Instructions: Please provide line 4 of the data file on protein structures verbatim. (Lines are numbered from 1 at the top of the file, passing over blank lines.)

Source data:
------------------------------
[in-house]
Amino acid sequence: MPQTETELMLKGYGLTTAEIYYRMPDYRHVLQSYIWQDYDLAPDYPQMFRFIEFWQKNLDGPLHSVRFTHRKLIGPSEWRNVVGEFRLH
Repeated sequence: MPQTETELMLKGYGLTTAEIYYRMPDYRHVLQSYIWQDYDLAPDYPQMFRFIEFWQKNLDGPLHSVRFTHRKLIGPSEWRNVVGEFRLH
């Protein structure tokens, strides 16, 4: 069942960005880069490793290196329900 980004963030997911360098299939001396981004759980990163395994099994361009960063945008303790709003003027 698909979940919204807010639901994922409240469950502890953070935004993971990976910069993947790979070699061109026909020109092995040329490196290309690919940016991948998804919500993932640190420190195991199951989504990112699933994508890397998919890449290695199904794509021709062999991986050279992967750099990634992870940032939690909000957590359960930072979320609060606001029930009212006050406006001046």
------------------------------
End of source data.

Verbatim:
């Protein structure tokens, strides 16, 4: 069942960005880069490793290196329900 980004963030997911360098299939001396981004759980990163395994099994361009960063945008303790709003003027 698909979940919204807010639901994922409240469950502890953070935004993971990976910069993947790979070699061109026909020109092995040329490196290309690919940016991948998804919500993932640190420190195991199951989504990112699933994508890397998919890449290695199904794509021709062999991986050279992967750099990634992870940032939690909000957590359960930072979320609060606001029930009212006050406006001046």